Wrightstyle, Water Torture and the Great Exhibition

Date: 5 November 2009
Source: Wrightstyle
 Wrightstyle Limited is one of the UK’s leading suppliers of specialist glass and integrated steel and glass systems with an international client base.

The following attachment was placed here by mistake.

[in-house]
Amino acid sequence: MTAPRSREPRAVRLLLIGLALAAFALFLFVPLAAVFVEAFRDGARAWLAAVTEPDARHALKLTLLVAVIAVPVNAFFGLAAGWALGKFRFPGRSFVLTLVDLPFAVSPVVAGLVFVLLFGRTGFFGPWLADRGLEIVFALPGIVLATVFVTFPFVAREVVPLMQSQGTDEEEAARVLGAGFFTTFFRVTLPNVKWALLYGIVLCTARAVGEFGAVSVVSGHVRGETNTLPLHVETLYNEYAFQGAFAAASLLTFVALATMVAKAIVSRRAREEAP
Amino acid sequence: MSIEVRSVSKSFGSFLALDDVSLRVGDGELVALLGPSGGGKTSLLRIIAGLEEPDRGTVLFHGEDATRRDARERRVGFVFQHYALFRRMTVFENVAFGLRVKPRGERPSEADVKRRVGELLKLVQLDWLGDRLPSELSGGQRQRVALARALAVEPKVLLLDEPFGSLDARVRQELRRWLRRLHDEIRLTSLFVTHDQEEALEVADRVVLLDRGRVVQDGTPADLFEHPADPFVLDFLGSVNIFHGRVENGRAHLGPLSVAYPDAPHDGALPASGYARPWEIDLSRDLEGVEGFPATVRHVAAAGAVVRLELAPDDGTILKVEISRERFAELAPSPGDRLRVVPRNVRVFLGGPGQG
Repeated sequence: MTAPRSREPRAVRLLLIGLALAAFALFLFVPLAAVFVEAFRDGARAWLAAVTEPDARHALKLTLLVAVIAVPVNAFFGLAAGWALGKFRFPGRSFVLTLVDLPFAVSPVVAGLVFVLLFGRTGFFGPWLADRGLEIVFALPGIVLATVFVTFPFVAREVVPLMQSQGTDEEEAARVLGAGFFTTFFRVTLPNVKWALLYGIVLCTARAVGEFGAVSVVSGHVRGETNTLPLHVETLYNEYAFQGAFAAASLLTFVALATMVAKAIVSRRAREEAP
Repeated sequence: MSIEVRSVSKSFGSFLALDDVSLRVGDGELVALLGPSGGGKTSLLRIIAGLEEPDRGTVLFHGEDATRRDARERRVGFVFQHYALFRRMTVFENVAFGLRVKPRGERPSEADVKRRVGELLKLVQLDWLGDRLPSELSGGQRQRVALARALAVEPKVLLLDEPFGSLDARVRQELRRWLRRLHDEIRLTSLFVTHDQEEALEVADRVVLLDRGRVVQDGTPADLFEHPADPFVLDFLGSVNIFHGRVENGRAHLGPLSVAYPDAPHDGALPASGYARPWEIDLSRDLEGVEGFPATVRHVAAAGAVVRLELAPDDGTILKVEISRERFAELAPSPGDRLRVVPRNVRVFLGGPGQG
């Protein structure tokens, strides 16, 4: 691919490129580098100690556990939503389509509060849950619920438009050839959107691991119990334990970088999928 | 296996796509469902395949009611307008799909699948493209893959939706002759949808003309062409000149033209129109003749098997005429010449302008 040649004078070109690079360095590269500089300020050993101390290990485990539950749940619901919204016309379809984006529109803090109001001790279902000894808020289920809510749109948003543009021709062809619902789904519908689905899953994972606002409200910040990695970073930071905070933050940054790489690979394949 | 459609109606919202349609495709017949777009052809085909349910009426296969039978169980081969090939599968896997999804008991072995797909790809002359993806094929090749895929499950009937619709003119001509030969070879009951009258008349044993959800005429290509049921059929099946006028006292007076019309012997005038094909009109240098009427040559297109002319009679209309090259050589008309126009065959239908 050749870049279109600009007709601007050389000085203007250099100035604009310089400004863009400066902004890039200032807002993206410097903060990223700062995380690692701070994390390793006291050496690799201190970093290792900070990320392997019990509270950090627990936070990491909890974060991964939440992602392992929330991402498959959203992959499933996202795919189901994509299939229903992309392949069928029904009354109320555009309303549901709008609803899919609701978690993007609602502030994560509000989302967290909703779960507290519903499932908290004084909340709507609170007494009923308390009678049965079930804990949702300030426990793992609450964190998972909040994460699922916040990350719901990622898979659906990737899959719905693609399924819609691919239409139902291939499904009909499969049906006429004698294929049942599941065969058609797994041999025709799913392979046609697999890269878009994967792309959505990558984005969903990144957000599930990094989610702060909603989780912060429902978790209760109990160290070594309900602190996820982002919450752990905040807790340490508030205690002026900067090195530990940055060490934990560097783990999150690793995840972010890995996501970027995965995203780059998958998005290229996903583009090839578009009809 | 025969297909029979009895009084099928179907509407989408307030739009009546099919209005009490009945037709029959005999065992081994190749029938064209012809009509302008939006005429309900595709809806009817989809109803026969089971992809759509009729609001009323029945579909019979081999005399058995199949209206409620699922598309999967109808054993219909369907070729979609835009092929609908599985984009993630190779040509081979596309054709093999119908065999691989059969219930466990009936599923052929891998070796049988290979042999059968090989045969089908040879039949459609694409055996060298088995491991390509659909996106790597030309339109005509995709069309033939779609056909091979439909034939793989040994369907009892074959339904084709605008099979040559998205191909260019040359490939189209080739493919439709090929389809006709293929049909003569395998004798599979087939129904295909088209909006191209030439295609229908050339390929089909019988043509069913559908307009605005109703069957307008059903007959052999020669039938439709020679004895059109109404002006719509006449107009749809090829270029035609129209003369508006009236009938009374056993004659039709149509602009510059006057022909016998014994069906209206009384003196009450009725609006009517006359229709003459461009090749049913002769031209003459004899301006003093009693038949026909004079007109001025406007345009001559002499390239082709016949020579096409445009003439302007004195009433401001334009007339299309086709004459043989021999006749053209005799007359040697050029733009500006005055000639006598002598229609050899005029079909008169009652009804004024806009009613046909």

Simon Bennett, the company’s international sales director, here explains the origins of the notoriously difficult US fire testing regime and why the company decided they had to pass it.Mention water torture, and most people think, quite unjustly, of the Chinese.  There is no evidence whatsoever that the Chinese practised this blackest of dark arts.The term was used by the world’s first celebrity escapologist Harry Houdini who in 1913 performed an act in which he was tied up and suspended upside-down in a locked glass and steel cabinet that was filled with water.The term was then popularised by the Fu Manchu stories of Sax Rohmer that were popular in the 1930s, in which the evil Fu Manchu subjected his victims to various ingenious tortures, only some of which involved water.However, the origins of its use go back to Hippolytus de Marsiliis, a 16th century Italian lawyer at the time of the Inquisition.  He observed how drops of water falling on a stone gradually created a hollow and, being a lawyer, realised how this could be used as a form of human torture.Victims were strapped down so that they could not move, and cold water was then dripped slowly onto their forehead.  The victim could see each drop coming, and was gradually driven mad.That same form of torture is still being practiced to test the protective level of glazing systems in the United States.  Nowadays, it’s called the hose stream test, and it has probably driven numerous glazing specialists completely insane.  The test, controversial and challenging, is notoriously difficult.American test methodology requires, as in Europe and elsewhere, that the glazing system is subjected to furnace temperatures of over 1750 degrees Farenheight, testing the strength of the glass, the protective level of the glazing system, and its overall capability to maintain compartmentation in a fire situation.However, immediately after fire exposure, the American testing standard also requires the glazing system, to then be subjected to a high-pressure fire-hose test, aimed directly onto the super-heated steel and glass assembly and generating a water stream in the region of 30 psi.In the hose stream test, the longer the fire resistance being applied for, then the longer and more severe is the high-pressure water exposure.  This tests the glass for the thermal shock of being deluged and suddenly cooled by the fire fighting services, as well as by the building’s own sprinkler system.Like many test regimes, the hose stream test has its roots in a byegone age, and wasn’t even originally designed to test the glass.  So byegone an age, in fact, that Queen Victoria was still on the throne, the sun hadn’t yet sunk on the British Empire – and architecture was undergoing one of its periodic and seismic upheavals.The reason for this seachange in architectural practice was glass or, rather, the glazing system to hold the glass in place.  Until the early to mid-18th century, large expanses of glass had only had a limited place in the architectural lexicon.  It was expensive and therefore mostly only used in mansion houses, churches or public buildings.It was a British architect, Joseph Paxton, who changed everything.  Until the mid-1800s, Paxton was best known for designing greenhouses for the British nobility.  Plants were being brought back to Britain from all parts of the Empire and having a bigger and better greenhouse was all the vogue.So much so that, when the idea for a Great Exhibition came along, it was Joseph Paxton who was chosen to design the main exhibition area.  In taking on the project, Paxton simply drew from his horticultural experience and, using vast amounts of load-bearing ironwork, designed a structure that contained over 300,000 panels of glass to a total of more than one million square feet.Joseph Paxton’s experience in garden design served him well because, simply by scaling up his earlier work, design to completion took just seven months.  The result was a giant greenhouse: an entire, huge building made only of wrought iron and glass.   The finished building was, of course, a wonder of its day.  The public, and not a few architects, flocked to it from all over the world.  In total, over six million of them – not bad for an age without budget airlines or the motorcar.Inside its great halls were some 13,000 exhibits, and the money it generated allowed the government to build other great symbols of Empire, including the Albert Hall and the Victoria and Albert Museum.  Not a few of the architects who saw the Great Exhibition were from America, and they took the concepts they’d seen back to the United States.  The balance between form and function was being rewritten: iron, and later steel, now allowed the architect to think in new ways about building design.  The modern skyscraper was born.The hose stream test, first introduced in 1918, wasn’t designed with glass in mind.  It was designed to test the integrity of the cast and wrought ironwork that had been popularised by the Great Exhibition.  With the glazing industry in its infancy, there was little understanding of the critical importance of compatibility between frame and glass.  The result was that the iron frame often failed – putting fire-fighters and a building’s occupants at risk.The hose stream test, once also a UK requirement, went out of fashion as iron was replaced with steel – a material immensely stronger and more resilient than the iron it replaced, and therefore less prone to failure.   However, and despite enormous advances in steel glazing systems, the hose stream test has been retained in the USA for all fire-rated constructions seeking accreditation for more than one hour of protection – despite growing calls for it to be abandoned as an anachronism.At Wrightstyle, we have always sought to be at the forefront of fire, ballistic and blast safety and, with architectural specifications becoming increasing global, we felt it appropriate to have our glazing systems tested under US specifications.  We now export our curtain walling, door, screen and window systems worldwide – as well as our range of stand-alone glasses - so it seemed sensible to add US fire test compliance to the other international test certifications that we hold.The addition of US test certification will also be useful because of the increasing numbers of American architects working overseas, and therefore specifying US tested systems.  This is the case particularly in the Middle East, where typical specifications for fire-resistant systems are often required to comply with US standards.It does however seem strange that, in a world where our glass and glazing systems are designed to withstand searing temperatures or the blast impact of a lorry bomb, our successful pass came down to a stream of cold water.  Water torture it certainly was.Ends For further technical information, please contact Lee Coates+44 (0) 1380 722 239lee.coates@wrightstyle.co.uk For further media information on Wrightstyle Ltd, please contactCharlie Laidlaw, David Gray PR+44 (0) 1620 844736 or (mobile) +44 (0) 7890 396518charlie@davidgraypr.com    Wrightstyle Limited is one of the UK’s leading suppliers of specialist glass and integrated steel and glass systems with an international client base.  Simon Bennett, the company’s international sales director, here explains the origins of the notoriously difficult US fire testing regime and why the company decided they had to pass it.